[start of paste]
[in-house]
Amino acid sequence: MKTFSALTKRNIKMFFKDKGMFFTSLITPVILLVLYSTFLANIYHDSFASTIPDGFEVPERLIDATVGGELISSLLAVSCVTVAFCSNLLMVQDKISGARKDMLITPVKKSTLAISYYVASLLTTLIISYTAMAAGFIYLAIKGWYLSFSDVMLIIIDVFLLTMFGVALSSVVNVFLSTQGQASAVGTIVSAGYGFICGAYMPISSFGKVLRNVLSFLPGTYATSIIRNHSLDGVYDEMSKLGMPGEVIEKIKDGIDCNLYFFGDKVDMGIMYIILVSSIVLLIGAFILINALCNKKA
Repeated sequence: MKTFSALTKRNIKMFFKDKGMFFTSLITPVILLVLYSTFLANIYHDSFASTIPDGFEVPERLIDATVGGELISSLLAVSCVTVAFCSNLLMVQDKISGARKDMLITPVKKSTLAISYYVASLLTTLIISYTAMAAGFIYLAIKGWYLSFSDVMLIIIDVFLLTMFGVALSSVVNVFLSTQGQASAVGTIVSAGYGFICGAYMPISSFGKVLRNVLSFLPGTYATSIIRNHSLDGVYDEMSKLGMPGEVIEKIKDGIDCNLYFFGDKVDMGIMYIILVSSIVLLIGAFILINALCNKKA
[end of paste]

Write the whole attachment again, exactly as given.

[in-house]
Amino acid sequence: MKTFSALTKRNIKMFFKDKGMFFTSLITPVILLVLYSTFLANIYHDSFASTIPDGFEVPERLIDATVGGELISSLLAVSCVTVAFCSNLLMVQDKISGARKDMLITPVKKSTLAISYYVASLLTTLIISYTAMAAGFIYLAIKGWYLSFSDVMLIIIDVFLLTMFGVALSSVVNVFLSTQGQASAVGTIVSAGYGFICGAYMPISSFGKVLRNVLSFLPGTYATSIIRNHSLDGVYDEMSKLGMPGEVIEKIKDGIDCNLYFFGDKVDMGIMYIILVSSIVLLIGAFILINALCNKKA
Repeated sequence: MKTFSALTKRNIKMFFKDKGMFFTSLITPVILLVLYSTFLANIYHDSFASTIPDGFEVPERLIDATVGGELISSLLAVSCVTVAFCSNLLMVQDKISGARKDMLITPVKKSTLAISYYVASLLTTLIISYTAMAAGFIYLAIKGWYLSFSDVMLIIIDVFLLTMFGVALSSVVNVFLSTQGQASAVGTIVSAGYGFICGAYMPISSFGKVLRNVLSFLPGTYATSIIRNHSLDGVYDEMSKLGMPGEVIEKIKDGIDCNLYFFGDKVDMGIMYIILVSSIVLLIGAFILINALCNKKA